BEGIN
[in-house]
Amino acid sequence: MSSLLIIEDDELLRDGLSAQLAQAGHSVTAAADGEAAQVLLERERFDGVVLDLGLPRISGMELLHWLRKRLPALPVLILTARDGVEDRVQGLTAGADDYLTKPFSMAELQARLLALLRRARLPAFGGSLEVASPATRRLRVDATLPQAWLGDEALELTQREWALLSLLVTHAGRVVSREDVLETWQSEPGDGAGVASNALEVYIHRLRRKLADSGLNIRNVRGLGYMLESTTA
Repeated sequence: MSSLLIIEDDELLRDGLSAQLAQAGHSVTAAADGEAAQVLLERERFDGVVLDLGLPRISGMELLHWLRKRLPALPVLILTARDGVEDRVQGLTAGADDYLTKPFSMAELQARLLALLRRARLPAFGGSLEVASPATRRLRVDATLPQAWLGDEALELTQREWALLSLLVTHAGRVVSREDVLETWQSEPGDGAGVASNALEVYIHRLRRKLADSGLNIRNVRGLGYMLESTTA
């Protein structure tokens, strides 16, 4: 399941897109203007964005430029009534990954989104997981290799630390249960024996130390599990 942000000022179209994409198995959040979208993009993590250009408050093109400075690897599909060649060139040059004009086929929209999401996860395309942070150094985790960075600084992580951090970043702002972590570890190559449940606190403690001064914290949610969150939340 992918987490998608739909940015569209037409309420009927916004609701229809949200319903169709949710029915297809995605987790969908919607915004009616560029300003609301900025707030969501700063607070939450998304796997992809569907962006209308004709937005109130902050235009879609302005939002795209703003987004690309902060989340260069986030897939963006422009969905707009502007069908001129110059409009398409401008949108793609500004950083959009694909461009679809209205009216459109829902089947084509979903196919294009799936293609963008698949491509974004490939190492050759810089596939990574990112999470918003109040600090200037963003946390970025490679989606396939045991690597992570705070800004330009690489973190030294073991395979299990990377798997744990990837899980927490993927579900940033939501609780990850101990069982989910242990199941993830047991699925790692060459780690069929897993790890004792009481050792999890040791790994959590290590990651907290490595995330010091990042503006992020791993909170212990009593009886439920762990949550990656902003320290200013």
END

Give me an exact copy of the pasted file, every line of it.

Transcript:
[in-house]
Amino acid sequence: MSSLLIIEDDELLRDGLSAQLAQAGHSVTAAADGEAAQVLLERERFDGVVLDLGLPRISGMELLHWLRKRLPALPVLILTARDGVEDRVQGLTAGADDYLTKPFSMAELQARLLALLRRARLPAFGGSLEVASPATRRLRVDATLPQAWLGDEALELTQREWALLSLLVTHAGRVVSREDVLETWQSEPGDGAGVASNALEVYIHRLRRKLADSGLNIRNVRGLGYMLESTTA
Repeated sequence: MSSLLIIEDDELLRDGLSAQLAQAGHSVTAAADGEAAQVLLERERFDGVVLDLGLPRISGMELLHWLRKRLPALPVLILTARDGVEDRVQGLTAGADDYLTKPFSMAELQARLLALLRRARLPAFGGSLEVASPATRRLRVDATLPQAWLGDEALELTQREWALLSLLVTHAGRVVSREDVLETWQSEPGDGAGVASNALEVYIHRLRRKLADSGLNIRNVRGLGYMLESTTA
């Protein structure tokens, strides 16, 4: 399941897109203007964005430029009534990954989104997981290799630390249960024996130390599990 942000000022179209994409198995959040979208993009993590250009408050093109400075690897599909060649060139040059004009086929929209999401996860395309942070150094985790960075600084992580951090970043702002972590570890190559449940606190403690001064914290949610969150939340 992918987490998608739909940015569209037409309420009927916004609701229809949200319903169709949710029915297809995605987790969908919607915004009616560029300003609301900025707030969501700063607070939450998304796997992809569907962006209308004709937005109130902050235009879609302005939002795209703003987004690309902060989340260069986030897939963006422009969905707009502007069908001129110059409009398409401008949108793609500004950083959009694909461009679809209205009216459109829902089947084509979903196919294009799936293609963008698949491509974004490939190492050759810089596939990574990112999470918003109040600090200037963003946390970025490679989606396939045991690597992570705070800004330009690489973190030294073991395979299990990377798997744990990837899980927490993927579900940033939501609780990850101990069982989910242990199941993830047991699925790692060459780690069929897993790890004792009481050792999890040791790994959590290590990651907290490595995330010091990042503006992020791993909170212990009593009886439920762990949550990656902003320290200013």